Knitting Together the Struggles
As the last years, decades, and centuries have taught us, our freedom is inextricably linked with the freedom of others. The anti-colonial struggles that raged across Africa during the mid-twentieth century inspired those fighting for liberation in the United States, leading to the Civil Rights Movement. In turn, the movement for Black Liberation was a catalyst for the second wave of feminism, and for the ongoing work of both the queer and trans communities. As Angela Y. Davis—who so masterfully combines Black feminism with prison abolition—continues to remind us, “Freedom is a constant struggle.”
It makes sense then, that if our freedom is interwoven, so therefore are our struggles. The fight to protect asylum-seekers and migrants, the ongoing battles to defend the environment and other living beings, the ongoing movement to abolish capitalism… the list is endless, and yet the struggle is singular. It is a struggle against oppression, against greed, but also a struggle against indifference and ignorance. It is a struggle for life itself.
There is tremendous power in creating connections between generations, between movements, across borders, and across prison walls. Yet all too often (and with the unswerving assistance of corporate media), we are unable to connect the dots that unite our struggles. While we may notice that the ongoing imprisonment of children of colour reflects the United States’ internment of Japanese-Americans during WWII, we must also make the connection between these horrendous actions and the privatization of the Global South, the expansion of the carceral state, and the growing authoritarianism of state governments. Similarly, we see the threads that connect the Indigenous struggle for land (and against drilling and pipelines on their land) with the fight for a living wage, the growing demand for a more equitable distribution of resources, and the need to confront white supremacist policies and practices.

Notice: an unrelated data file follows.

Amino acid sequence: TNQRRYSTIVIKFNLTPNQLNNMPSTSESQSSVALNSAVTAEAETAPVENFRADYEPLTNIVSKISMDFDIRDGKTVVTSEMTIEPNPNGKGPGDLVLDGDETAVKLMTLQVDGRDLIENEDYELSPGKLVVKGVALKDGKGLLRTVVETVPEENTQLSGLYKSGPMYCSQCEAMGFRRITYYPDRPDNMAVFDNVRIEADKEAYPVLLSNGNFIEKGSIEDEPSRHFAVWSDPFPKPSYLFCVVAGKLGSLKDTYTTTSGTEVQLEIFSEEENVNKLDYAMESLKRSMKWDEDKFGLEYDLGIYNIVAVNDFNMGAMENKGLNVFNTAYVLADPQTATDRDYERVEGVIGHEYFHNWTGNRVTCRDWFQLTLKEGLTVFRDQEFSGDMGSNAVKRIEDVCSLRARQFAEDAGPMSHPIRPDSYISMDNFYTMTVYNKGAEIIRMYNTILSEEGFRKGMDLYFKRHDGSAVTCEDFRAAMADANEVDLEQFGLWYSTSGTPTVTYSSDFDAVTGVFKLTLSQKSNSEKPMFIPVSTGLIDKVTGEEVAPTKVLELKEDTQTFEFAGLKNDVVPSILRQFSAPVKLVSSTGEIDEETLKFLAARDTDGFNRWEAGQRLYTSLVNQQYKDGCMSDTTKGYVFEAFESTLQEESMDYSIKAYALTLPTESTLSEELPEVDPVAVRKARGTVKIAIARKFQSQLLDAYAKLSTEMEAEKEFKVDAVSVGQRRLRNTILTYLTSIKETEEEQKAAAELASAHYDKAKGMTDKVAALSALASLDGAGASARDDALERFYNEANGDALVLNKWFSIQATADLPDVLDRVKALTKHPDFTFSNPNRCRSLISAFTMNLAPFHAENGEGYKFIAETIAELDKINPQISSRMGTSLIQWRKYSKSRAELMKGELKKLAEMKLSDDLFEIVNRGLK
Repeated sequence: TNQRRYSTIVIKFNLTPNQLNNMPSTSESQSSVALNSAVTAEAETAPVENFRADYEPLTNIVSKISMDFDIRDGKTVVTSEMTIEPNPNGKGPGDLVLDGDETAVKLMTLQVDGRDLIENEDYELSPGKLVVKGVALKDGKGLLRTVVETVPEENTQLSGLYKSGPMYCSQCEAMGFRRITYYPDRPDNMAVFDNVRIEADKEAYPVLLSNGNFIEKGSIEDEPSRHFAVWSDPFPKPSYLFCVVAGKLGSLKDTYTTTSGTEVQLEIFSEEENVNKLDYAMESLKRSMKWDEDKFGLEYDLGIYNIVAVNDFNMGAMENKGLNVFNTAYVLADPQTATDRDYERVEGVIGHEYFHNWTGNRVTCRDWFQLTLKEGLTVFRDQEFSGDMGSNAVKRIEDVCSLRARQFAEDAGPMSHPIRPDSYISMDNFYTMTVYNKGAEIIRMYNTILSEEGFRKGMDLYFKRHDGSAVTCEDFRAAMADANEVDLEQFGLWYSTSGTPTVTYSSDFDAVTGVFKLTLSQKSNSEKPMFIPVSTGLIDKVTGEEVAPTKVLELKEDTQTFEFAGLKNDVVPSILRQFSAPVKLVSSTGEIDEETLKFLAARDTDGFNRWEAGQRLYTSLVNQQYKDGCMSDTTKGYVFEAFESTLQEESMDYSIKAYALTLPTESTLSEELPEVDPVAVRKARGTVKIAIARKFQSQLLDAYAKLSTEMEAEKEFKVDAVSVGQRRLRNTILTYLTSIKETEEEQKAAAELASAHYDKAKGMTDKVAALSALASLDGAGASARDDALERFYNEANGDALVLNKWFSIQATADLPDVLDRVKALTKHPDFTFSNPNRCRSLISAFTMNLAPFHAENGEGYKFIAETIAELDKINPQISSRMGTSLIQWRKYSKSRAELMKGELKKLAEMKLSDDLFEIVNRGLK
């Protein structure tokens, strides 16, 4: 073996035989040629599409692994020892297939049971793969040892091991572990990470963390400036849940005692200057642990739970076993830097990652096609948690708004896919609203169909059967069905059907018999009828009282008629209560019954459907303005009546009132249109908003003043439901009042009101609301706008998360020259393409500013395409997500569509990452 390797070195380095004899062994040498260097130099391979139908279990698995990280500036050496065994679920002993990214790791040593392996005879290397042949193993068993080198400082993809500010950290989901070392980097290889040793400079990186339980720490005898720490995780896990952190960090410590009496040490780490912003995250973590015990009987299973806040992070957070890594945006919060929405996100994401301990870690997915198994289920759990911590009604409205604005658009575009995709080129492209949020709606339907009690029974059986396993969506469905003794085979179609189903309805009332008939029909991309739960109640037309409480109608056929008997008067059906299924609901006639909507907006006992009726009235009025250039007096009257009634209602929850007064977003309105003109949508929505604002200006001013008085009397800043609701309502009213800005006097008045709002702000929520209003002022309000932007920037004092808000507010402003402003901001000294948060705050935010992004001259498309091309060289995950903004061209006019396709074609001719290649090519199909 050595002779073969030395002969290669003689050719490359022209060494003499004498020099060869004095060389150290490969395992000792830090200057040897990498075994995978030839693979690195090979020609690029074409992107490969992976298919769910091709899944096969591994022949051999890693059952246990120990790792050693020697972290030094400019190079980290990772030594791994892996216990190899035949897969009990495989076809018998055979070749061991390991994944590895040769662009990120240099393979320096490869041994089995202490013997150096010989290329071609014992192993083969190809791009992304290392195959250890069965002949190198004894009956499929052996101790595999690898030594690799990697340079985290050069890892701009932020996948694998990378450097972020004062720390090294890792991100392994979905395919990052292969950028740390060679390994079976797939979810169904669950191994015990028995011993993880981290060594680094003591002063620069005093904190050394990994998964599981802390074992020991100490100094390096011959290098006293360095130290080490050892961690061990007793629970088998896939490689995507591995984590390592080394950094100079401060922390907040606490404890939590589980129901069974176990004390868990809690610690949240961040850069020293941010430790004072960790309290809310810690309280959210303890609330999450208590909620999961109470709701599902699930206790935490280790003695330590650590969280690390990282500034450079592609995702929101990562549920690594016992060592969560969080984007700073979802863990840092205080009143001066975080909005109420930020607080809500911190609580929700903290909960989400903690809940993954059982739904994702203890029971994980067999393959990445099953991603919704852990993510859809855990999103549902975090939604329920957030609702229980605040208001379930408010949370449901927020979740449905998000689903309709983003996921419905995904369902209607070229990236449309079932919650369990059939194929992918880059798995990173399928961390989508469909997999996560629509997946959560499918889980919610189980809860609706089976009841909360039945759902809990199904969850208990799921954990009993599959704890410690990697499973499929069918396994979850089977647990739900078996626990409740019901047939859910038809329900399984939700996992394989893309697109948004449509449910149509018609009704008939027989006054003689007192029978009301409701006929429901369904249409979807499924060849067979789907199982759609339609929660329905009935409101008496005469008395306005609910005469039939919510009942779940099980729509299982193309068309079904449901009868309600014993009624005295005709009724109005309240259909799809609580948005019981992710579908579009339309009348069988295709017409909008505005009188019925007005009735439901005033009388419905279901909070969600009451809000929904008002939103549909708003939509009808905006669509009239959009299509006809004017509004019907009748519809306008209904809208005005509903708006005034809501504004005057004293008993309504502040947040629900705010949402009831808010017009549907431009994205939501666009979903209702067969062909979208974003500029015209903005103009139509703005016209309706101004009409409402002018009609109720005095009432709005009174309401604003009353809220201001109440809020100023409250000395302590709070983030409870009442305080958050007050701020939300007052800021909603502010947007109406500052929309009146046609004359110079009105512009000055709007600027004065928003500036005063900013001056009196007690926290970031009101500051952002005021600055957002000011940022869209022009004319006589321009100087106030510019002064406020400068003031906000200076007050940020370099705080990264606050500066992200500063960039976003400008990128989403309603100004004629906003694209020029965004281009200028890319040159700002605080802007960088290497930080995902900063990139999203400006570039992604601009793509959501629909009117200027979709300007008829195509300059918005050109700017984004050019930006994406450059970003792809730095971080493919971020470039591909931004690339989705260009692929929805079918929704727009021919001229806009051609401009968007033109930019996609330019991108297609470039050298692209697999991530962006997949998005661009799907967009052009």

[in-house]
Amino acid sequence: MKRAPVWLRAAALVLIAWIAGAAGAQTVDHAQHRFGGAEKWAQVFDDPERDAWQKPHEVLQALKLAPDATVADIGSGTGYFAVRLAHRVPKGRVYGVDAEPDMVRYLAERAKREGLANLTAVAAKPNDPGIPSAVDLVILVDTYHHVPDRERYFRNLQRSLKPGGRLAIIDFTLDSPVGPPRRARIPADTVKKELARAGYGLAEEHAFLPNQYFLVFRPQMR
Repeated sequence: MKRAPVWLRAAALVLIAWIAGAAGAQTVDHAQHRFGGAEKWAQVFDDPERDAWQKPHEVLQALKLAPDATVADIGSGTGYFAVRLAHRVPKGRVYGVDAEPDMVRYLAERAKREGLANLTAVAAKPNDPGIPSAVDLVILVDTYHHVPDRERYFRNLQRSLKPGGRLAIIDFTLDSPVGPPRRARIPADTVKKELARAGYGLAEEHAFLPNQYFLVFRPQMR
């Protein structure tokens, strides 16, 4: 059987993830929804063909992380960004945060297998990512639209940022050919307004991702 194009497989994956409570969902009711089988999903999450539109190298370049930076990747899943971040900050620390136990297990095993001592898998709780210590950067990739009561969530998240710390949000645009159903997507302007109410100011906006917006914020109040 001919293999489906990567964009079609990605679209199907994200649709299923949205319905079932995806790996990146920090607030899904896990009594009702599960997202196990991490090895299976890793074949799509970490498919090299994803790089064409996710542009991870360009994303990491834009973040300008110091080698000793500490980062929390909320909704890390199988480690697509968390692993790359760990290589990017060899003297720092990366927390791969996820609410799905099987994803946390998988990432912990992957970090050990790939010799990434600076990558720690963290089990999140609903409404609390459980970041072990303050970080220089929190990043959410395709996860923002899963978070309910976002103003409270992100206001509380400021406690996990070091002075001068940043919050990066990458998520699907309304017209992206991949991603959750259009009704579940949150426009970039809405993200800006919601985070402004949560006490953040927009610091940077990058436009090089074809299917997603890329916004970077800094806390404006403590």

We hope that you will find examples to help deepen your own connections in our Knitting Together the Struggles calendar for 2020. Only by uniting our work to directly confront oppression will we see concrete results.
In a 1970 letter to a then-imprisoned Davis, James Baldwin wrote, “If we know, then we must fight for your life as though it were our own—which it is—and render impassable with our bodies the corridor to the gas chamber. For, if they take you in the morning, they will be coming for us that night.”
None are free until all are free.
p.s. Visit certaindays.org for more great art and articles from prisoners, supporters, and abolitionists.
-the certain days collective: Amy, Daniel, Helen, Josh, Sara
-supporting members: Aric, Erin, Tasha